HomeSmart FactoryBest in show: the smartest smart factory demos at Hannover Messe 2018

Best in show: the smartest smart factory demos at Hannover Messe 2018

Hannover Messe is the biggest industrial fair on the planet; this year’s smart factory set-ups were its most exciting yet – exhibiting high speeds, high security, and high performance, and suggesting high times for manufacturers in the coming months and years. Here, we select four of the best-in-show.


Siemens, the biggest presence at Hannover Messe, dominated the smart factory scene with its digital enterprise and smart factory demos. Demonstrating digitalisation throughout the entire lifecycle of a plant, the company had an array of ‘digital twin’ showcases to simulate, test and optimise processors prior to commissioning. Through its ‘module type package’ interface, the modules are physically connected to a subsystem via plug-and-play.

Siemens’ automotive showcase highlighted the essential steps used in automotive production, using the example of an electric car. Using a virtual copy, from the design phase the product can be simulated and tested in a completely virtual environment. Simulations include airflow around the vehicle, driving properties, heat generation during operation, battery and all electrical components. Digital Twin removes the need to build actual prototypes, allowing designers to locate possible problem areas during early development stages.

All products were linked together by Mindsphere, Siemens’ open, cloud-based IoT operating system, which took charge of securing data acquisition and analysis. The results could be used for predictive maintenance of machines or to increase energy efficiency.


Another ,major smart factory exponent, and perhaps slightly overlooked, is Beckhoff. Its TwinCAT speech recognition announcement during the conference, detailed how automation systems could operate as ‘efficiently and smoothly as the human body’.

The new TwinCAT Speech software module allows multilingual input and output of queries or information in line with industry standards. This enables interaction with the automation system to be carried out much more efficiently and conveniently. For example, when working on a machine component, operation and maintenance personnel can simply inquire about the impact of changed settings on the current control or simulation application without having to use a conventional operator interface. In addition, appropriate alarm messages can be given out acoustically when critical system values are reached.

Speech input is available as an offline function – it is accomplished without requiring an Internet or cloud connection. Speech output from TwinCAT Speech is available both as an offline function and an online function. In the case of offline, support is provided by the appropriate Windows functionalities and in online cases via Polly, the text-to-speech service from Amazon. The realistic sounding speech output for these applications is synthesised with the aid of deep learning technologies.


Another big presence at Hannover Messe, Microsoft focused on three distinct themes which they thought stood out at the event. These were: increased productivity and safety, increased monetization and increased collaboration.

By 2020, IDC predicts that 60% of plant floor workers will work alongside assistance technologies that enable automation, such as robotics, 3D printing, AI and mixed reality. According to Microsoft, several leading manufacturing and robotics companies have already created new and evolved ‘lean’ processes that leverage these capabilities to help service technicians optimise tasks and lower waste and inefficiencies while providing better customer service.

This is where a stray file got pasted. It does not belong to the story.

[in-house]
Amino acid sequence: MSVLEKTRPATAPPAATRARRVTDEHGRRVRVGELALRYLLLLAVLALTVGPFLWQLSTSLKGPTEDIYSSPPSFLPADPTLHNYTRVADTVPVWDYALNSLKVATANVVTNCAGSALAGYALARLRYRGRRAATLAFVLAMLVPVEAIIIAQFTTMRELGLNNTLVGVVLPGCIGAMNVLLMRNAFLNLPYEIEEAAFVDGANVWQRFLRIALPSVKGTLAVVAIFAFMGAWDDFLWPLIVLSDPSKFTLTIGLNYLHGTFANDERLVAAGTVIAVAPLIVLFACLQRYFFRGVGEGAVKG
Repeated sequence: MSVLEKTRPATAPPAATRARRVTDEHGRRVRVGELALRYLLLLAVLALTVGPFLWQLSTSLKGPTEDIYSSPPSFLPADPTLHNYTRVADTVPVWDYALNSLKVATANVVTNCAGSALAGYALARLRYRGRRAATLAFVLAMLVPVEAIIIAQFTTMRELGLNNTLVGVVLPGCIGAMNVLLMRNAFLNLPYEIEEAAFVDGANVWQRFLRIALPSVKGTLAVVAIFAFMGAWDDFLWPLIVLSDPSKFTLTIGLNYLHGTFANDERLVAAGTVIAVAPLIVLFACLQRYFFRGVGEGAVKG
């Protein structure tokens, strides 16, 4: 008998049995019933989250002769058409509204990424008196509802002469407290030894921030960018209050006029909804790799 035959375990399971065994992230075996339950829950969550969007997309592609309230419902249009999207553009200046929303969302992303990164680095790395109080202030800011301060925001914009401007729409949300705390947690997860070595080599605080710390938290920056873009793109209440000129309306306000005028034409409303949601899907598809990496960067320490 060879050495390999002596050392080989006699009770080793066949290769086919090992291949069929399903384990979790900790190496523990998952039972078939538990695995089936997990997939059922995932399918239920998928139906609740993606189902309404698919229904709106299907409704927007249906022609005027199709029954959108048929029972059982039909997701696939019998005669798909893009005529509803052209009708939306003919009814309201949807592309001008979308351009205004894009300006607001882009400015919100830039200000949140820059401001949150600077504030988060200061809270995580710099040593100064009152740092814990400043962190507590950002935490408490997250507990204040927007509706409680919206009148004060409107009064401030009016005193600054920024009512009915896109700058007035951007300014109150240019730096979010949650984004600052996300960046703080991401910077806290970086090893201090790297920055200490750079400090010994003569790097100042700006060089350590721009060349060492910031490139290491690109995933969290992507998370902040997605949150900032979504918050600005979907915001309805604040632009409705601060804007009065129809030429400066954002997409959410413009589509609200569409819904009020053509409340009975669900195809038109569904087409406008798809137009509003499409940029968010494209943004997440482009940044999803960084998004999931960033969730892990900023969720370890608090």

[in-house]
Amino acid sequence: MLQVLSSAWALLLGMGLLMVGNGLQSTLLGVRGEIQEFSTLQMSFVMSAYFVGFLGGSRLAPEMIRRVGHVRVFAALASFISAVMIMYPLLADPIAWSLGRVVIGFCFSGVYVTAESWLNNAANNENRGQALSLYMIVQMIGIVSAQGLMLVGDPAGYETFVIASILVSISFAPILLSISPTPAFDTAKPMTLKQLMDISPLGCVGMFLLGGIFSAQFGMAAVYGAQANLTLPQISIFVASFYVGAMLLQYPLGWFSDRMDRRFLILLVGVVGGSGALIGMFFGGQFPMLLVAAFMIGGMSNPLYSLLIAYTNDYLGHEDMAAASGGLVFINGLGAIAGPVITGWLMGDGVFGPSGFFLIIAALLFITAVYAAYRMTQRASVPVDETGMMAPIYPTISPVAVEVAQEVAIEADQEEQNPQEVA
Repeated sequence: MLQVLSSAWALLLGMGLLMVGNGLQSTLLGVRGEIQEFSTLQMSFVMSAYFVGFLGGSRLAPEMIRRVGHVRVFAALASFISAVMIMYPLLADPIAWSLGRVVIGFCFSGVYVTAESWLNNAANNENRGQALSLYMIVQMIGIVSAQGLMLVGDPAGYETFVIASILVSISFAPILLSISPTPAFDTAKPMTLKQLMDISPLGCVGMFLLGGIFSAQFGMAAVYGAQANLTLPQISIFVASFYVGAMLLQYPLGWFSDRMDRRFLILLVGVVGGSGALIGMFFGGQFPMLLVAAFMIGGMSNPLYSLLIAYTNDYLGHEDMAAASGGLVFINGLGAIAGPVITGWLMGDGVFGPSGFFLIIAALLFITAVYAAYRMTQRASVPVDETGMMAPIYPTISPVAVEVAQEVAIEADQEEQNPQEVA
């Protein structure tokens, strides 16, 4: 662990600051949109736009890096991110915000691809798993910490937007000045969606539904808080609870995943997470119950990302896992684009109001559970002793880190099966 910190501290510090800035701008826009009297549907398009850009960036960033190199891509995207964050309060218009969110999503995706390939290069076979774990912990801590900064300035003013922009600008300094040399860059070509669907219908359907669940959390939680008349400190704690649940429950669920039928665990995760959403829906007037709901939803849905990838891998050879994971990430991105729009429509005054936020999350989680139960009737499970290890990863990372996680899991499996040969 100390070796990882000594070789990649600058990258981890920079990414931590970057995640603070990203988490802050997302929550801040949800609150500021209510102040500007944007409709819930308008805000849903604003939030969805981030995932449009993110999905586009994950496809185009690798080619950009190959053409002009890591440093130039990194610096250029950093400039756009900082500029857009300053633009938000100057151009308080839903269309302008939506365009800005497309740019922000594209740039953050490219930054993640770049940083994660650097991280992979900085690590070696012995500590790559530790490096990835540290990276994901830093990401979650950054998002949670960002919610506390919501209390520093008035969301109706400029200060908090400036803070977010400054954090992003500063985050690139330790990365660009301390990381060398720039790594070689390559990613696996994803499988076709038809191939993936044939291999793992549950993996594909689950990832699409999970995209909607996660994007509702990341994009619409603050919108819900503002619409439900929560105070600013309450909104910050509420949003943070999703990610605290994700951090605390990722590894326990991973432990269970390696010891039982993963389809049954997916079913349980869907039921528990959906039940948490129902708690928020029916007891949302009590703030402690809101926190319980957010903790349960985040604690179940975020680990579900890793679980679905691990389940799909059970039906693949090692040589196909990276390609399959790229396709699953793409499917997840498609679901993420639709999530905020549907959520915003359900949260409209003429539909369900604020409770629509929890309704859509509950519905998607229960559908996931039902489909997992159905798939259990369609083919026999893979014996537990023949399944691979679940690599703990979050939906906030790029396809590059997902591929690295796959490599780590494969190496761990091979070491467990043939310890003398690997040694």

For example, Toyota Material Handling Europe is planning its 10-year vision for the factory of the future by evolving its traditional lean processes. Its goal is to find more efficient ways to distribute intelligent logic across the factory and its robotic systems. Using AI capabilities like Microsoft AirSim and mixed reality, the company can train autonomous pallet drones to recognize patterns, automate processes and learn the flow on the plant floor safely alongside humans. This is thought to drastically reduce disruptions to warehouse operations, one of the key roadblocks to deploying autonomous systems.

Toyota Material Handling Europe has also worked with Microsoft to develop T-Stream, a brand new, all-in-one solution. Built on Microsoft’s Azure cloud, it runs on Windows and utilizes Bing Maps and GPS systems to provide technicians with improved, proactive services that can carry out maintenance for customers before breakdowns occur.

Its smart palette was on display during the show.


Smart factory automation specialist ABB was showcasing its wide range of products and solutions for industry, transportation and infrastructure, and utility companies. Its Power Transformer demo – the product was announced during the conference – is the world’s first integrated solution for digitally enabled power transformers.

All power transformers leaving ABB factories will soon come enabled with digital capabilities, enabling remote monitoring and data analytics of its vital parameters in real time. It comes equipped with a digital hub that can leverage a portfolio of smart devices on a modular platform with plug-and-play capabilities.

According to ABB, the new product is already being tested by 100 customers, as well as being used by ABB itself.

Everyone knows you end up with hundreds of conference, branded pens when attending Hannover Messe. But this demo completely reinvents the wheel.

Instead of picking up generic pens, visitors were able to stop by a Vision laser printer in Hall 8 and order themselves an engraved pen. The laser printer is automated and connected to a digital hub which takes the orders – no need to speak to a Sales Representative.

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